Our company partnered with a life insurance company to provide a group RRSP and they provide some financial advice along the way. The investments are in low fee mutual funds – not company related.

    I tend to sale my ESPP relatively quickly to cash in on the 15% discount. However, I got caught in the drop with my company stock options. That was a bummer.

  4. Thanks for the shout out Andrew!

    I just want the stocks that I own to go up. I could care less about the other ones!

    I want cheap stocks, but I also want the market to go up so I can sell those positions at a profit. Luckily for me, the market continually moves in cycles so when some stocks are expensive others are cheap. As a buyer I want cheap stocks and as a seller I want expensive stocks. However, unlike some people, I'm not a buy and hold forever investor. I set a target price and get out once I've hit it.

  5. DIY Investor says:

    @The Passive Income Earner

    Low fee mutual funds are the way to go, especially if they aren't actively traded.

    Stock options can be a problem. When they pile up and they are "in the money" to a decent extent you might get with a good financial planner to develope a tax efficient way of exercising them.

  6. @DIY Investor

    DIY Investor:

    I was also recently reading how many people have their company stock as the primary holding in their 401K. That's a lot of risk on different levels:

    1. No diversification of their 401K holdings as they hold most (if not all) of their money in their company stock.

    2. Their employment is subject to that one company (which is the same one they invested in).

    3. If they also have a corporate pension, it's only as viable as that one company.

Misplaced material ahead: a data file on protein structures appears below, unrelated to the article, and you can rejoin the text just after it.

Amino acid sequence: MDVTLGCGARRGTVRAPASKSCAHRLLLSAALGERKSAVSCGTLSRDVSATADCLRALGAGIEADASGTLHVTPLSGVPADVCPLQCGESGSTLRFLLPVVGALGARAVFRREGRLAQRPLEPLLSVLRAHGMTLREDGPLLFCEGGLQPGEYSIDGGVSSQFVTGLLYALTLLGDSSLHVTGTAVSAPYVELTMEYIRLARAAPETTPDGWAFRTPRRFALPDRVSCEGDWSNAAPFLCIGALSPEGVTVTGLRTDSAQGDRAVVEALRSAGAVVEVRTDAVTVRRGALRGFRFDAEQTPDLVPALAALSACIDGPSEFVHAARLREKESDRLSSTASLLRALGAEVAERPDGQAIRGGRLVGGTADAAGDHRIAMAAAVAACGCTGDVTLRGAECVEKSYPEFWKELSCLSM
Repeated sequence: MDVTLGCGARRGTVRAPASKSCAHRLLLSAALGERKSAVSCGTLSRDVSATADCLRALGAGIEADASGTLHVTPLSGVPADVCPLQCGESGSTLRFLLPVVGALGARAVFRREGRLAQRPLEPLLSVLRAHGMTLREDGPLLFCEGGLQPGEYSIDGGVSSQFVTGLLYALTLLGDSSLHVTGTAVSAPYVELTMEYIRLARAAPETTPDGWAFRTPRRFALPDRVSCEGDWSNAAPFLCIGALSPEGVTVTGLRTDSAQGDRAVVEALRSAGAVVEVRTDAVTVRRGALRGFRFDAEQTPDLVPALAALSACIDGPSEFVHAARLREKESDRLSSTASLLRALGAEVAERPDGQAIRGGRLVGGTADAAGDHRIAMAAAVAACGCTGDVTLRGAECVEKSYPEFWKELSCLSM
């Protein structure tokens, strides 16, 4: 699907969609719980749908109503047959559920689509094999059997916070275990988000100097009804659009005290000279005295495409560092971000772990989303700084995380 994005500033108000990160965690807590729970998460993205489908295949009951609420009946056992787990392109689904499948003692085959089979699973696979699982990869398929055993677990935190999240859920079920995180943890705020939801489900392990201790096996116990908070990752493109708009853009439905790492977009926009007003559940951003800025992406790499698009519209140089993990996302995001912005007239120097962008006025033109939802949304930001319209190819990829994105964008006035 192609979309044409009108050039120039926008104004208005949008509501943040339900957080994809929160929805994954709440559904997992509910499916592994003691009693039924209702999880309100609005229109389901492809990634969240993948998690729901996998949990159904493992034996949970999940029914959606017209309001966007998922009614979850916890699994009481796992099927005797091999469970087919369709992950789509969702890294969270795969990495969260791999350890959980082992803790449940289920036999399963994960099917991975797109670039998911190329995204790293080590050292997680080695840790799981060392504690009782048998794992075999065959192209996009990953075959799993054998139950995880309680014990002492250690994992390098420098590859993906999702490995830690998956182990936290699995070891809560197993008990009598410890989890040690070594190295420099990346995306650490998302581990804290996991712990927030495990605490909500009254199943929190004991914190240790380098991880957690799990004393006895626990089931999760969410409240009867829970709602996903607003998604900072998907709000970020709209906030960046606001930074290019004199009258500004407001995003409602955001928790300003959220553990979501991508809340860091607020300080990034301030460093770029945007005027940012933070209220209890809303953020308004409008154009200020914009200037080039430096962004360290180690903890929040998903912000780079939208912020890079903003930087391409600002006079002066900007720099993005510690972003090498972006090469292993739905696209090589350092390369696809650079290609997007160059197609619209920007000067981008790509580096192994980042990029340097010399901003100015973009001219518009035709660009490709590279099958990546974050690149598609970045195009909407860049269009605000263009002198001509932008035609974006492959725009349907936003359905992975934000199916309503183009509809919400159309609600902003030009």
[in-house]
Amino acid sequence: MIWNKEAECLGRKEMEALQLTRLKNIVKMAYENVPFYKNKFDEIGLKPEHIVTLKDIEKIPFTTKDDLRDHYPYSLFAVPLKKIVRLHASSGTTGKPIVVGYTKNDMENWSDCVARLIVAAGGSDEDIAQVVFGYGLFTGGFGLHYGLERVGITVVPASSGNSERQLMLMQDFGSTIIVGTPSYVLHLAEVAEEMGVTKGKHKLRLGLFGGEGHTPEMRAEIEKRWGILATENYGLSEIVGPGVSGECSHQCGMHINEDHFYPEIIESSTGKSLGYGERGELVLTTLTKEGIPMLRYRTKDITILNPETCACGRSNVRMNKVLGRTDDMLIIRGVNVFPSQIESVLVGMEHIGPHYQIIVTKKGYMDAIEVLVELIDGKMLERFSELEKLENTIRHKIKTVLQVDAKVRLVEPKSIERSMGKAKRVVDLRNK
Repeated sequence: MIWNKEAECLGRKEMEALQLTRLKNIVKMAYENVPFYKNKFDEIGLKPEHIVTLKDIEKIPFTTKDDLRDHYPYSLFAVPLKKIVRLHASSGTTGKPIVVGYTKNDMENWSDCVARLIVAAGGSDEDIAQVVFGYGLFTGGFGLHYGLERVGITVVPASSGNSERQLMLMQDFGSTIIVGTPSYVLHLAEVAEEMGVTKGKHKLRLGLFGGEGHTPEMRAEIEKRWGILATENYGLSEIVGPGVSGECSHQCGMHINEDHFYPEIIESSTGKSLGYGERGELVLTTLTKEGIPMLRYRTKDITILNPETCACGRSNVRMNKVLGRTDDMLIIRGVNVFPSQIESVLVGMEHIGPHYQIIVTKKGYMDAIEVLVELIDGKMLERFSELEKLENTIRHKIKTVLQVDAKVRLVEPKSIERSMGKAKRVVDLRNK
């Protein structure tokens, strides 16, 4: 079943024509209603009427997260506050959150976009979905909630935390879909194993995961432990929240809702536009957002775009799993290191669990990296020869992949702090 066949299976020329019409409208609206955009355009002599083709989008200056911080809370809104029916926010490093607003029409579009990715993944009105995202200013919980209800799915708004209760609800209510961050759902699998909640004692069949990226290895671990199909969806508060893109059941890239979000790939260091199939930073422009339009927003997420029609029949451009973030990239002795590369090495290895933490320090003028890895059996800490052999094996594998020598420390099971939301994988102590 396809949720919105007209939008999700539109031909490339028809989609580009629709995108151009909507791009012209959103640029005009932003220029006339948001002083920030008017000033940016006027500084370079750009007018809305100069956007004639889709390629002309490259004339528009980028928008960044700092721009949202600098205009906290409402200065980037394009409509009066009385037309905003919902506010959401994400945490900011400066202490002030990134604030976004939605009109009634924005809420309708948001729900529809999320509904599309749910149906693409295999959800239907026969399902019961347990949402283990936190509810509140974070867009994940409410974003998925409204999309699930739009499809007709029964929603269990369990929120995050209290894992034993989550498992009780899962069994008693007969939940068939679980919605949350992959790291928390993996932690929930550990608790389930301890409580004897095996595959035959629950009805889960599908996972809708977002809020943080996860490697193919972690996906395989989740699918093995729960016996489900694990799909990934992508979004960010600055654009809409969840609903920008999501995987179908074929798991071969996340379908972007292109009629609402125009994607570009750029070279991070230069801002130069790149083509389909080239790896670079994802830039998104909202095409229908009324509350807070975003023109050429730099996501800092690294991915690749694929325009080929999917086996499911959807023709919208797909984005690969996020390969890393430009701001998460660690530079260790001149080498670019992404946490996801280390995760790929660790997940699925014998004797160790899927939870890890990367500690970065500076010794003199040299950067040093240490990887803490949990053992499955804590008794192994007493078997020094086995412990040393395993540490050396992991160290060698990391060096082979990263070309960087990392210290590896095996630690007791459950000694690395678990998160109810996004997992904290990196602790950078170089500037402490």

Common sense isn't always that common, is it?

  7. @The Passive Income Earner

    Hey Passive Income Earner:

    You're 100% right. Retirees should have most of their money in guaranteed instruments, like government bonds with a much smaller stock market exposure. That said, they'll probably still prefer to see a rising market, which makes sense to me.

    I've always been fascinated by variable annuities. Well….I'm fascinated at how popular they are. My mother in law owns a couple of them.

    They represent fees on top of fees, and the thing I'm fascinated with is that they're sold as "guarantees" and so many people fall for them. But my thought is this: they're only as "guaranteed" as the solvency of the insurance company. If it goes bust, so much for "guarantee", right?

    From the prospectuses I've read, the only ones that might even be remotely worth the money come from TIAA Cref and Vanguard. The rest of "crazy expensive."

    Anyone with a different view?

  8. @Financial Uproar

    Hey Financial Uproar:

    My strategy is a bit different. I rarely sell equities, but I have sold bonds on a few occasions (rebalancing my account) to buy cheap equities a few times.

    There are people who can do what you're doing, but I'm pretty sure that I wouldn't be very good at it if I tried.

    Are you tracking your long term results compared to an index? If you beat the index over 5 years or more, you'll have some well-deserved bragging rights.



  9. But Andrew what if the dropping markets are a sign of impending doom? What if it all comes crashing down in flames and we end up in a greater depression? That's why we investors lose our money by selling during these times, to protect ourselves from the fallout!

    Sorry dude, someone has to take the other side here =)

  10. Hey, no worries Mitch!

    For me, my bonds won't ever fall as quickly or as far as the stock markets. The 1929-1931 example was a good one. Bonds fell, but not that far, relatively.